She lives in a little house by the river on the outskirts of Manhattan, but her house is not the only thing that stretches beyond the lines. She lives her life a little outside the lines as well.

“I have lived alternatively,” Sandy Snyder says, describing how she once lived in a school bus, which was the birthplace of both of her sons. She has been a gold miner and has lived in a log cabin, teepee, and most recently, in a traditional house.

Enter Snyder’s home–you can hear her three birds chirping and whistling at you. Her dog leaps to greet you as one of her eight cats meows at you from around the corner.

She is building a cob house–a style of architecture that uses mud and straw. A style that has no 90-degree angles.

“I like the fact that it doesn’t have any straight lines,” she says with a smile.

Describing the process of building the house, her blue eyes light up, contrasting her ash gray hair, which is pulled back in a loose ponytail at the nape of her neck. She compares the technique of preparing the mud to something she knows very well–massage.

Snyder is a massage therapist who works out of her home. She sets her own schedule and says she enjoys not having to be in a office from 9 to 5. She likes her situation, she says, because she has control of her career.

She doesn’t advertise. All of her clients are from word of mouth.

“I’ve never advertised,” Snyder says. “I’ve never needed to–I’ve just been so blessed and so lucky that whatever modalities of pain relief I use work so well.”

Snyder says she massages many couples and families. The Schrolls are one of those families.

Rusty Schroll has been seeing Snyder since a motorcycle accident in 1996. He says she has helped him make significant progress with his injury.

Snyder also massages Rusty’s sister Kristy. Kristy likes Snyder’s non-conformity.

“In a society where we are told what to think and what to believe, she dares to question and make up her own mind,” Kristy says.

Massage is something Snyder stumbled upon 30 years ago after meeting a woman in Portland, Oregon, who was gathering people to learn massage. Bored with previous jobs (conventional positions like secretary and business assistant), she says beginning massage was a turning point in her life because it was something different–something unusual.

She also seemed to have a knack for healing from the very start.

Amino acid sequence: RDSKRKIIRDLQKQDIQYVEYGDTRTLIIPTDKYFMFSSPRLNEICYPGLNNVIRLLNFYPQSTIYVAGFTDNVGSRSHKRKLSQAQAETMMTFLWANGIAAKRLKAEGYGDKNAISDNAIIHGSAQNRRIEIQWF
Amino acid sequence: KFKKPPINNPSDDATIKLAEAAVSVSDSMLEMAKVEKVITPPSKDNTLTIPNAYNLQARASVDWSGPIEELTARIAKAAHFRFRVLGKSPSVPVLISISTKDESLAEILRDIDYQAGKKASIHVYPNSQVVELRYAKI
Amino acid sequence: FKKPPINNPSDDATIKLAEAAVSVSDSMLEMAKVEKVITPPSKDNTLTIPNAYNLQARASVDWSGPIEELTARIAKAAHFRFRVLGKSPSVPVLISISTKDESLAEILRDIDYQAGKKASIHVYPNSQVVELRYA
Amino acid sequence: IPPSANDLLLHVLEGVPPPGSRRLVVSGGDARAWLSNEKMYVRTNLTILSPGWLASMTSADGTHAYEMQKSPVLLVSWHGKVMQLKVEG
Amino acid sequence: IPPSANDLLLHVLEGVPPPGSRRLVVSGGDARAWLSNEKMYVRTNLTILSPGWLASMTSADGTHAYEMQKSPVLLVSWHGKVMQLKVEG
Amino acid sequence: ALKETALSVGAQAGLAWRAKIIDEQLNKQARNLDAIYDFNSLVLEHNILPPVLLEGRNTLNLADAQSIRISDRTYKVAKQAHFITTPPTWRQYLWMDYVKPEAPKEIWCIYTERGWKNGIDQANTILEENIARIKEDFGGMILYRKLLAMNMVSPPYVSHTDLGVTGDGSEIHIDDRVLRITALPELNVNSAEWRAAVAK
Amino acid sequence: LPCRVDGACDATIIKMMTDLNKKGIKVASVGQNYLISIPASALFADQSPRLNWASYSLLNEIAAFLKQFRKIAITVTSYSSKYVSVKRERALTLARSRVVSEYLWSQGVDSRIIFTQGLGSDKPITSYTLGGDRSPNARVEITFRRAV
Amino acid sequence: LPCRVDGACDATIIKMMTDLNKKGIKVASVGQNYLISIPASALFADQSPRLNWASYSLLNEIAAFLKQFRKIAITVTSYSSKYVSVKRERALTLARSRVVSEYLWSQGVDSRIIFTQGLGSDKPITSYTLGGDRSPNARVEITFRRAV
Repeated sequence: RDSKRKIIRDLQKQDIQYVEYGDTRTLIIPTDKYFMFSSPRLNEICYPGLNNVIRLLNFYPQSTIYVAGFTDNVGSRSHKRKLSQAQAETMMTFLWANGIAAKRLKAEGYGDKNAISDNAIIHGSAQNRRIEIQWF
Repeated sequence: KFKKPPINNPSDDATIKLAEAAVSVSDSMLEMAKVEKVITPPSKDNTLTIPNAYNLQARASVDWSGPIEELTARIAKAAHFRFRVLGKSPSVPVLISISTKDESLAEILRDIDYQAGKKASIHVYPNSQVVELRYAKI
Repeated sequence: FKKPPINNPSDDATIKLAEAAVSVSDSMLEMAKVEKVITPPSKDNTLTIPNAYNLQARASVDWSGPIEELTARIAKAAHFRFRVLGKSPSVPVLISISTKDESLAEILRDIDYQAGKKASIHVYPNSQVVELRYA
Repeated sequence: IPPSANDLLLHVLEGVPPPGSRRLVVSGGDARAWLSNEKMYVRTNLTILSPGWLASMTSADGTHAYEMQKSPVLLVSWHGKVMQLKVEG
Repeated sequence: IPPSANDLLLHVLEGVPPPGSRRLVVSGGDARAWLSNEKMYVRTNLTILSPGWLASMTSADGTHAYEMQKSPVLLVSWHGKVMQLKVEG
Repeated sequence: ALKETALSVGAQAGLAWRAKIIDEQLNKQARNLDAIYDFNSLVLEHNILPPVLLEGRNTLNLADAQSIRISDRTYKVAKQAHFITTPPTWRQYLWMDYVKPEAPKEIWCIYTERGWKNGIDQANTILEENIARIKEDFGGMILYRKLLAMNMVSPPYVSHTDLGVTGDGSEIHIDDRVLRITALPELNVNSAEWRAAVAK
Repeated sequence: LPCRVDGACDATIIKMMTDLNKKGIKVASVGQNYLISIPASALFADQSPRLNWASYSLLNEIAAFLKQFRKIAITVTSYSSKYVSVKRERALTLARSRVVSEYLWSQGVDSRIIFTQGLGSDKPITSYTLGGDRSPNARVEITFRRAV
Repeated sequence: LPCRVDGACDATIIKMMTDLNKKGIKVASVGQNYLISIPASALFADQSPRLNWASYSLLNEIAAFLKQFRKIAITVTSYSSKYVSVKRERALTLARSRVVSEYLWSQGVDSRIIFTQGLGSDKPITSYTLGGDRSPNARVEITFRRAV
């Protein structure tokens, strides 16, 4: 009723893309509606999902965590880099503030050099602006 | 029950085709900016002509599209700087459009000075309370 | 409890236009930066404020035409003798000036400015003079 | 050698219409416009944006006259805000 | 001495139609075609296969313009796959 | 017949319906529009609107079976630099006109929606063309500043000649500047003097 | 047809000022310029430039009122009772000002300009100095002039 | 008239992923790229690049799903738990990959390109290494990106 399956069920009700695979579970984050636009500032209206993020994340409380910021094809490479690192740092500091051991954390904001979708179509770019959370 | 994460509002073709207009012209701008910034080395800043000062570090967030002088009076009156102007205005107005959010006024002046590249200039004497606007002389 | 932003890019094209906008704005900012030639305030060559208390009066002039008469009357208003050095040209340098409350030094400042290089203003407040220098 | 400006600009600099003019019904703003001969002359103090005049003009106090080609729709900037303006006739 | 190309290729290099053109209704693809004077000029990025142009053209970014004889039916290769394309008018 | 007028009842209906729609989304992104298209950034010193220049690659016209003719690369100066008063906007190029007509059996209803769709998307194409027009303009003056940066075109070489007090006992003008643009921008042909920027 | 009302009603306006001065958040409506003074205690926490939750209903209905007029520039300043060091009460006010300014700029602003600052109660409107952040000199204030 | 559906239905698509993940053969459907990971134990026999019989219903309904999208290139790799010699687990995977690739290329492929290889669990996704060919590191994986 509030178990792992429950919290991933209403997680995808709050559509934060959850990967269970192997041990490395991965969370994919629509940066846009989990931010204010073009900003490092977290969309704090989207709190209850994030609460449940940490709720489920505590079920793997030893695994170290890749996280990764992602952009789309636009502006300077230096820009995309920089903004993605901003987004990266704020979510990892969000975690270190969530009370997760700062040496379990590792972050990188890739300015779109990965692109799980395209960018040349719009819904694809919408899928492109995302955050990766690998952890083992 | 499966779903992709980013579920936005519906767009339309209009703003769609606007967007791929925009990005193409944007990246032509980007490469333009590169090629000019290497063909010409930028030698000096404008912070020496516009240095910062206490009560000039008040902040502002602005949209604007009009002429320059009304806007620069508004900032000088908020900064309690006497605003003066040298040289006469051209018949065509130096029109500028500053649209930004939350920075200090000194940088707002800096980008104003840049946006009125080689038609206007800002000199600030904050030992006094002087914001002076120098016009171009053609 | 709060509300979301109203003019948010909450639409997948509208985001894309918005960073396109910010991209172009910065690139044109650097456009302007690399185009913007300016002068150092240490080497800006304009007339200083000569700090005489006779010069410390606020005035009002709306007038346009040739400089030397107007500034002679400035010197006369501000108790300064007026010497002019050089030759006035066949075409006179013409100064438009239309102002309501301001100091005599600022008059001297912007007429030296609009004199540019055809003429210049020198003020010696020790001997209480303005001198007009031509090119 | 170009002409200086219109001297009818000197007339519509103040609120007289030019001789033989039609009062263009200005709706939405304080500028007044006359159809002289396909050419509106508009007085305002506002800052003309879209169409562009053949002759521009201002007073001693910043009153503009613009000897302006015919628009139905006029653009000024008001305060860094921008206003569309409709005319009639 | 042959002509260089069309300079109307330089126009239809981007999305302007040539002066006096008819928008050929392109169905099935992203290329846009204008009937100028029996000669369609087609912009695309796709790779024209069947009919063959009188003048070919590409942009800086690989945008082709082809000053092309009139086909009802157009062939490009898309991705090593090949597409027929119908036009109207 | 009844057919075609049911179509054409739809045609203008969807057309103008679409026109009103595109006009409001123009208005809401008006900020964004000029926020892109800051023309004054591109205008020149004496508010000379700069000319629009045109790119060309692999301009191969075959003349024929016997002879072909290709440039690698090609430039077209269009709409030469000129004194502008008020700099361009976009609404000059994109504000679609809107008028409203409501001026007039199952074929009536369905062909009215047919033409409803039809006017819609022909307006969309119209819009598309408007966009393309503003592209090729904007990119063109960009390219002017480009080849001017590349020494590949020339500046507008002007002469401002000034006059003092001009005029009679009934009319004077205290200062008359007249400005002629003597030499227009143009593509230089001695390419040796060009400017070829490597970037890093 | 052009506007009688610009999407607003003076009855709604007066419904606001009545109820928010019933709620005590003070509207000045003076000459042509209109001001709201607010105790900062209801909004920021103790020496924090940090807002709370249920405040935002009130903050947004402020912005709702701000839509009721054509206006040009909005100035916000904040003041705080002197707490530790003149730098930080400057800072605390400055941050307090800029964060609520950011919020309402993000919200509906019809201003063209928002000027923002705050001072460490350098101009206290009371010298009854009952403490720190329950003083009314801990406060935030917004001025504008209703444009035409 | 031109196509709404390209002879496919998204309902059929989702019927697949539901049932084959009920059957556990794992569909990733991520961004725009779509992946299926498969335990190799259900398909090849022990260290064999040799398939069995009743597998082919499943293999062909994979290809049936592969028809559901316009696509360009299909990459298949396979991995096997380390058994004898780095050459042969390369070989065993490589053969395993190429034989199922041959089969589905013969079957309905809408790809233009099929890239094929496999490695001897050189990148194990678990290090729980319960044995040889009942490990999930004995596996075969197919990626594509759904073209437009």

“Even from the beginning it was amazing how much the people were affected,” Snyder says. “Whatever it was, it was definitely where I was supposed to go.”

Snyder uses a compression technique rather than traditional methods such as Swedish massage. She says this allows the body to release toxins, which aids the healing process.

Snyder also uses the energy between her and her patient to add to the massage.

“The energy of the two kind of mixes and joins,” she says. “It’s an energy combination where you are working together and you are one.”

Massage, Snyder says, is simply a way to help the body with its natural process of regeneration.

“There is a consciousness in every cell,” she says. “Massage gets the impediments out of it.”

Some of her clients say Snyder has a relaxing demeanor.

“Every time you leave she wants to give you a hug,” Shirley Degenhardt says. “It’s just a really calming environment.”

Rusty Schroll thinks Snyder’s house is calming as well.

“I think it’s a lot more relaxing that she does it out of her house instead of a clinic or something,” he says.

Prior to having her own business, Snyder had worked in spas, chiropractic offices and beauty salons.

She says she likes her current situation better because massage therapy is an independent career where one does not have to answer to others.

“It’s like being an artist,” she says.

Snyder also says she enjoys taking responsibility for herself.

“My work speaks for itself,” she says. “I just want to be recognized for what I do and don’t want to be associated with a business.”

In the future, Snyder says she couldn’t imagine doing anything but massage as a career. She does say, however, that she would prefer to be “independently wealthy” in order to offer more options to her clients.

“I could give them so much more if I wasn’t just one person hand-in-pocket,” she says. “I just wish we had more available.”

Above all, Snyder says she just wants to help people heal.

“I’d do it even if I didn’t have to do it to make money,” she says. “There’s enough hurt and pain and if you can help alleviate some of it, why not?”

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